Use your imagination a bit and compassion looks like “come to passion.”
It’s a good reminder since sometimes when I get too close to pain, I slip from compassion to control. The reason this happens? I’m terrified of pain.
I want to fix whatever is wrong, to stop others from hurting. My eagerness to make everything better leads to offering solutions, usually too many.
When hurting friends don’t take my advice, I get uncomfortable and back away.
It was never so obvious as when a friend’s son died several years ago. Slowly I drifted farther from our relationship. I had a lot going on myself, so I justified the distance. However, I was painfully aware I felt incapable of being around her pain.
I thought back, wondering where the discomfort originated. When my aunt’s mother died, I was four years old. I sat in the bed where she spent most of her days crying.
“I’ll never be happy again,” she said.
I told her she would, but she said no.
She looked so sad. I tried to brighten her gloomy mood by giving her attention, telling funny stories, and chattering. None were enough. I wanted to run away, but Mom said I had to stay. I was the only family member my aunt recognized, the result of being in shock, so it was my job to comfort her, but I failed.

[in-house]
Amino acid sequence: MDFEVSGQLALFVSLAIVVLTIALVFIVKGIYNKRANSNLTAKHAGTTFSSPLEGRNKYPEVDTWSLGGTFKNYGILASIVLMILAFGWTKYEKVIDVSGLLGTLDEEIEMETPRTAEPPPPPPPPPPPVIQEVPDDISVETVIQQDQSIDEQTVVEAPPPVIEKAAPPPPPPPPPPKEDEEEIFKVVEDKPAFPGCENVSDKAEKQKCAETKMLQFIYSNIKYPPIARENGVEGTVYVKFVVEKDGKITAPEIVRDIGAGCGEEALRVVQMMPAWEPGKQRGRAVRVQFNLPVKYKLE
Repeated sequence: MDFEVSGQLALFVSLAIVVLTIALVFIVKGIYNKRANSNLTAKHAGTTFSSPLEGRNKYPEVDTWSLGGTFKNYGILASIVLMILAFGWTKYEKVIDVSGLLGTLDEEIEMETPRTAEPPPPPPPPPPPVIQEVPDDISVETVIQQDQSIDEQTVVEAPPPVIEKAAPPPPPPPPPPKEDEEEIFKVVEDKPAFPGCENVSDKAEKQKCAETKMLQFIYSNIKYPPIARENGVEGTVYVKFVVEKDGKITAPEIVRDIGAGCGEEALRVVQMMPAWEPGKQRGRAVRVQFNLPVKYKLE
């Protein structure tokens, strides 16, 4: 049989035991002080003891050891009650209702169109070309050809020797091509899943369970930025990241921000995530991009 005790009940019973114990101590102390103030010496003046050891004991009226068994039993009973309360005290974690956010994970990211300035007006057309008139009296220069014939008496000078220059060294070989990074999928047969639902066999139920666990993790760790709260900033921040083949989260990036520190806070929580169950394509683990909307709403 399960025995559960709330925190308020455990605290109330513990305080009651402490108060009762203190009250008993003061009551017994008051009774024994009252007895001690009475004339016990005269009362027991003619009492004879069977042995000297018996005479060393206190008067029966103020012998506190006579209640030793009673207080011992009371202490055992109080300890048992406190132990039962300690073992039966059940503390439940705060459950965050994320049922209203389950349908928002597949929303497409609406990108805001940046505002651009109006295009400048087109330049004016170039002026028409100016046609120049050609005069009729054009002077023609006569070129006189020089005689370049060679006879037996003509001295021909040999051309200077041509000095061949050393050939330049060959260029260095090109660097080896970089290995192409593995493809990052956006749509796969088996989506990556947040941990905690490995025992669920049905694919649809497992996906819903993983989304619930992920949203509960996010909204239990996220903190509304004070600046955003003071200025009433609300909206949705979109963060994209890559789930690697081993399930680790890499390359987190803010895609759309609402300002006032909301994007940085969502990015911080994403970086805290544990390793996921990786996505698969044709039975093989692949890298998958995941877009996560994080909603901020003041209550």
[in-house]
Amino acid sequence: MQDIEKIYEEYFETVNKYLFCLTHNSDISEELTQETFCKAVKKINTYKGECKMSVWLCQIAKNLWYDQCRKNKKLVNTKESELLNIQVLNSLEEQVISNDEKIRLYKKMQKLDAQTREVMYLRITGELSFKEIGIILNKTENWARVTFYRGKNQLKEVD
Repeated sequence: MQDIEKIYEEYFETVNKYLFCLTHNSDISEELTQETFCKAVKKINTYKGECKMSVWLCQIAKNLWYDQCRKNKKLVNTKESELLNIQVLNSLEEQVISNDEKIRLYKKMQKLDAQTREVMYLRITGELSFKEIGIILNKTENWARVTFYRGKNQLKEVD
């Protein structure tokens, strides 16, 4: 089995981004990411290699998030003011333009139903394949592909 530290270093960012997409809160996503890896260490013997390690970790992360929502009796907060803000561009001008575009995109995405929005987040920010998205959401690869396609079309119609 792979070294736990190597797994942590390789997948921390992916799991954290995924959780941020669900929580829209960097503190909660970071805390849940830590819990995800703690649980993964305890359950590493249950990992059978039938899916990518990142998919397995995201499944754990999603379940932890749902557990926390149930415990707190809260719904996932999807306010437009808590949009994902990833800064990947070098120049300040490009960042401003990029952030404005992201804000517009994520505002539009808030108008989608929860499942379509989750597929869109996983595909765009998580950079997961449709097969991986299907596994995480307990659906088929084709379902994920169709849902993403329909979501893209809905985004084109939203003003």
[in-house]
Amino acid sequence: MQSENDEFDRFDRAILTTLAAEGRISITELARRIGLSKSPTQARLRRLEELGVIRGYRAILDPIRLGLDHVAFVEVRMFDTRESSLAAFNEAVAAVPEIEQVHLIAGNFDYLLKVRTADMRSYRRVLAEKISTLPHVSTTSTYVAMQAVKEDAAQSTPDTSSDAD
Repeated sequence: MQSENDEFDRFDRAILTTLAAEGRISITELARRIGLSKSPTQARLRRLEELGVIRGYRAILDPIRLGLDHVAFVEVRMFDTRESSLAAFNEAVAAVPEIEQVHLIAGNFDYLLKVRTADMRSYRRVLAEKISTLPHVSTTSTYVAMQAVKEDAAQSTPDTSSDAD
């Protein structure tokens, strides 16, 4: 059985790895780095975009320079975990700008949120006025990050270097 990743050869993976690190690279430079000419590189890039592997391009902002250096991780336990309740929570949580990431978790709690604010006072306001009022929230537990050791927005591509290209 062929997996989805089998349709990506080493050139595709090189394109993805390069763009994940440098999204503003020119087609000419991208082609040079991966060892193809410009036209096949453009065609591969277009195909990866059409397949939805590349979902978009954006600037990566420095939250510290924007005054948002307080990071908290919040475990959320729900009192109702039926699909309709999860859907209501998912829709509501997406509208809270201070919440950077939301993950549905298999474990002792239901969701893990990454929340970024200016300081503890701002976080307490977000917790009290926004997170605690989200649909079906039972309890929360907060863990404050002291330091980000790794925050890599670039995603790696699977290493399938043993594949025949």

Which brings to mind why relationships are so complicated. Their pain entangles with our pain. Their feelings jog our memories and give rise to our feelings. Reactions create chain reactions.
The best I can do sometimes is to let both of us feel whatever we’re feeling, sometimes at a distance.
To determine what we have to offer, we can check in with ourselves: Can I allow my friend to feel without trying to fix him/her? If not, what is the most loving way to respect each other’s feelings? If it’s space, what’s the most compassionate way to give it?
Write wHere I’m supposed to be – It’s okay to not show up for everyone. Sometimes we need our own compassion.